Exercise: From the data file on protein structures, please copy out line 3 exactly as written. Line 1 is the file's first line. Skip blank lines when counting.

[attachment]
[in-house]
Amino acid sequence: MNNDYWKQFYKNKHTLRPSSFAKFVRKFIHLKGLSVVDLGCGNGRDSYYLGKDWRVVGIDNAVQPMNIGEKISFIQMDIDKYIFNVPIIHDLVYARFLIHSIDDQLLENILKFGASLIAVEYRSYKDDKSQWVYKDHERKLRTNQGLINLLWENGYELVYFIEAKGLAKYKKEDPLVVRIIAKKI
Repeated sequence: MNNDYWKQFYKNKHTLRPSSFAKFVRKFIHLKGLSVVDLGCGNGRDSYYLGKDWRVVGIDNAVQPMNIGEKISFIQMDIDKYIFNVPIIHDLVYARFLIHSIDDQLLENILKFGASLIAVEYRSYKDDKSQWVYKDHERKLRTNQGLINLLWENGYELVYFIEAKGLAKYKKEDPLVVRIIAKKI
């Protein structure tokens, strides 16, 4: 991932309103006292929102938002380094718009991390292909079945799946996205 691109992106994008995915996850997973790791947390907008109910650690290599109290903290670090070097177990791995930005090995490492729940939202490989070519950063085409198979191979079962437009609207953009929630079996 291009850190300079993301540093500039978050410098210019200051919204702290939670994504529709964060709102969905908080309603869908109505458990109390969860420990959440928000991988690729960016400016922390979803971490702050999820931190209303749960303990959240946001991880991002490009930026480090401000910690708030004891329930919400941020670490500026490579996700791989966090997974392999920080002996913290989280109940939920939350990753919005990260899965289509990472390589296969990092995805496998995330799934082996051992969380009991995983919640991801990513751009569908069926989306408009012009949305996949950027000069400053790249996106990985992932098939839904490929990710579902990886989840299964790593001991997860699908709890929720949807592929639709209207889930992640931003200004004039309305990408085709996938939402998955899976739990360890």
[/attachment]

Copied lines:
Repeated sequence: MNNDYWKQFYKNKHTLRPSSFAKFVRKFIHLKGLSVVDLGCGNGRDSYYLGKDWRVVGIDNAVQPMNIGEKISFIQMDIDKYIFNVPIIHDLVYARFLIHSIDDQLLENILKFGASLIAVEYRSYKDDKSQWVYKDHERKLRTNQGLINLLWENGYELVYFIEAKGLAKYKKEDPLVVRIIAKKI